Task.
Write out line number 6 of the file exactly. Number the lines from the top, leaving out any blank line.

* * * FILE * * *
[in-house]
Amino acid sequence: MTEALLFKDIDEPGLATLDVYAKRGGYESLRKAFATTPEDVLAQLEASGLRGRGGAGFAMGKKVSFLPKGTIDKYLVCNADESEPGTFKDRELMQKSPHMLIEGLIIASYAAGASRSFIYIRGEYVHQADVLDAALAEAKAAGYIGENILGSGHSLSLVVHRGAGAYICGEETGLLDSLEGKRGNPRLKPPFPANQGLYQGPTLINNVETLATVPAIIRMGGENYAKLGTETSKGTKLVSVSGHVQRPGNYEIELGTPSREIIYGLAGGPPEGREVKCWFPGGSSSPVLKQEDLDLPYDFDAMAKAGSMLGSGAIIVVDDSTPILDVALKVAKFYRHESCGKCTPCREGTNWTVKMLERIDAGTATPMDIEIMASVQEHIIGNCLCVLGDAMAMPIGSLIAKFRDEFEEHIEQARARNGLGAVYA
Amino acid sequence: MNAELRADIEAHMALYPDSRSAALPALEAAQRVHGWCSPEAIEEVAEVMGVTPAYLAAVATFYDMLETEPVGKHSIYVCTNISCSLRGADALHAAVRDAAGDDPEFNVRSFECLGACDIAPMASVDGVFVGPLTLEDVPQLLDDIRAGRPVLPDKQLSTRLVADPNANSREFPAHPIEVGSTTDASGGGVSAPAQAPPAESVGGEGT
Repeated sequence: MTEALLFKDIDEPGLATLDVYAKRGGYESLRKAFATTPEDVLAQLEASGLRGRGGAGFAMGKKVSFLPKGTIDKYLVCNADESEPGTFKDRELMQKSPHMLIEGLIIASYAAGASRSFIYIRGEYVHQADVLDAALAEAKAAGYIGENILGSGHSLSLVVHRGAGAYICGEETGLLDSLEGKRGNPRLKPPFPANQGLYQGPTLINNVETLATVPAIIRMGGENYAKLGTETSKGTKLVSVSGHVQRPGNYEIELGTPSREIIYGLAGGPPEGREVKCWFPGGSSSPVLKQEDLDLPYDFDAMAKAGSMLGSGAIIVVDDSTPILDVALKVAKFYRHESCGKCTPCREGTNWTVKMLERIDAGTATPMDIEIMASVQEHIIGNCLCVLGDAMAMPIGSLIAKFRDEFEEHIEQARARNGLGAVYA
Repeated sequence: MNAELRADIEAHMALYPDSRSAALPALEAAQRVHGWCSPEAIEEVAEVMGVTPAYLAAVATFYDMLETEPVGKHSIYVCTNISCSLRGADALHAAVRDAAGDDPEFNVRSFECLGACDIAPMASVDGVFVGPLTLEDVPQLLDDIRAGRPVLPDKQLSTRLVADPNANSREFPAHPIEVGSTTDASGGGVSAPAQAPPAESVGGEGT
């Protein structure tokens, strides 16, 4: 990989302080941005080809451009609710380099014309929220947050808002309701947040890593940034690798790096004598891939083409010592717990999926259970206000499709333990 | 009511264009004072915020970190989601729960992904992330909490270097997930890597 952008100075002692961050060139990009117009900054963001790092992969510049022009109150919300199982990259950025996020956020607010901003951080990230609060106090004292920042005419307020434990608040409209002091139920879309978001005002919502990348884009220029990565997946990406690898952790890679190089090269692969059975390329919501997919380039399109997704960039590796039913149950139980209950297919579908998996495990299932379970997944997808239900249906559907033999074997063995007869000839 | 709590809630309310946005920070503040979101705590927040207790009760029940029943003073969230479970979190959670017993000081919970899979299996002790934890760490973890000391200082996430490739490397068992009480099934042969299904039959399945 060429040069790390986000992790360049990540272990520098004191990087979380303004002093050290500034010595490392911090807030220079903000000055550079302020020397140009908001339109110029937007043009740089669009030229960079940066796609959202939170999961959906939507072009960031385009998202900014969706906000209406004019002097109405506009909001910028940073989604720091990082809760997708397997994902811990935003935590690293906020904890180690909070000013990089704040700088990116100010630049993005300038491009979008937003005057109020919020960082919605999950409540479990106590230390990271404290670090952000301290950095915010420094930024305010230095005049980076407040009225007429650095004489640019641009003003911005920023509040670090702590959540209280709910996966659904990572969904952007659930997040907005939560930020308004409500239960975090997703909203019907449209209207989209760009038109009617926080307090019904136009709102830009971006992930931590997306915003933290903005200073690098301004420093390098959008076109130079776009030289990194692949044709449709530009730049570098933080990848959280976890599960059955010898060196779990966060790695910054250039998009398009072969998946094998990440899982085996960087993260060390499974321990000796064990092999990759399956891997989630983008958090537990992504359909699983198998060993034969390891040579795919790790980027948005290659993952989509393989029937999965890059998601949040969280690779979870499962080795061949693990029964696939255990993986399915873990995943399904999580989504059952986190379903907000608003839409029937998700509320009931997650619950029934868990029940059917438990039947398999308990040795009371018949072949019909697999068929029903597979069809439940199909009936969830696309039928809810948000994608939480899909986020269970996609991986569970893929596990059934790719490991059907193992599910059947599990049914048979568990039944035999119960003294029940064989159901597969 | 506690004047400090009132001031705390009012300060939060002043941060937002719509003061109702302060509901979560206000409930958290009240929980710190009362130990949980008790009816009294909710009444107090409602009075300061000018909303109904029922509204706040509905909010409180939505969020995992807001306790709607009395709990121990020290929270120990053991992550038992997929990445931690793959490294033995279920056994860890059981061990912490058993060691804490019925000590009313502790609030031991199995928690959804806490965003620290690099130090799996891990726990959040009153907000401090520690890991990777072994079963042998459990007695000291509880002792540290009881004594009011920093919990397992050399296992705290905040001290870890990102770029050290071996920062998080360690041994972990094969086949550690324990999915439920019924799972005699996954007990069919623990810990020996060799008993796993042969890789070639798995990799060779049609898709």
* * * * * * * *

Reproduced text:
């Protein structure tokens, strides 16, 4: 990989302080941005080809451009609710380099014309929220947050808002309701947040890593940034690798790096004598891939083409010592717990999926259970206000499709333990 | 009511264009004072915020970190989601729960992904992330909490270097997930890597 952008100075002692961050060139990009117009900054963001790092992969510049022009109150919300199982990259950025996020956020607010901003951080990230609060106090004292920042005419307020434990608040409209002091139920879309978001005002919502990348884009220029990565997946990406690898952790890679190089090269692969059975390329919501997919380039399109997704960039590796039913149950139980209950297919579908998996495990299932379970997944997808239900249906559907033999074997063995007869000839 | 709590809630309310946005920070503040979101705590927040207790009760029940029943003073969230479970979190959670017993000081919970899979299996002790934890760490973890000391200082996430490739490397068992009480099934042969299904039959399945 060429040069790390986000992790360049990540272990520098004191990087979380303004002093050290500034010595490392911090807030220079903000000055550079302020020397140009908001339109110029937007043009740089669009030229960079940066796609959202939170999961959906939507072009960031385009998202900014969706906000209406004019002097109405506009909001910028940073989604720091990082809760997708397997994902811990935003935590690293906020904890180690909070000013990089704040700088990116100010630049993005300038491009979008937003005057109020919020960082919605999950409540479990106590230390990271404290670090952000301290950095915010420094930024305010230095005049980076407040009225007429650095004489640019641009003003911005920023509040670090702590959540209280709910996966659904990572969904952007659930997040907005939560930020308004409500239960975090997703909203019907449209209207989209760009038109009617926080307090019904136009709102830009971006992930931590997306915003933290903005200073690098301004420093390098959008076109130079776009030289990194692949044709449709530009730049570098933080990848959280976890599960059955010898060196779990966060790695910054250039998009398009072969998946094998990440899982085996960087993260060390499974321990000796064990092999990759399956891997989630983008958090537990992504359909699983198998060993034969390891040579795919790790980027948005290659993952989509393989029937999965890059998601949040969280690779979870499962080795061949693990029964696939255990993986399915873990995943399904999580989504059952986190379903907000608003839409029937998700509320009931997650619950029934868990029940059917438990039947398999308990040795009371018949072949019909697999068929029903597979069809439940199909009936969830696309039928809810948000994608939480899909986020269970996609991986569970893929596990059934790719490991059907193992599910059947599990049914048979568990039944035999119960003294029940064989159901597969 | 506690004047400090009132001031705390009012300060939060002043941060937002719509003061109702302060509901979560206000409930958290009240929980710190009362130990949980008790009816009294909710009444107090409602009075300061000018909303109904029922509204706040509905909010409180939505969020995992807001306790709607009395709990121990020290929270120990053991992550038992997929990445931690793959490294033995279920056994860890059981061990912490058993060691804490019925000590009313502790609030031991199995928690959804806490965003620290690099130090799996891990726990959040009153907000401090520690890991990777072994079963042998459990007695000291509880002792540290009881004594009011920093919990397992050399296992705290905040001290870890990102770029050290071996920062998080360690041994972990094969086949550690324990999915439920019924799972005699996954007990069919623990810990020996060799008993796993042969890789070639798995990799060779049609898709």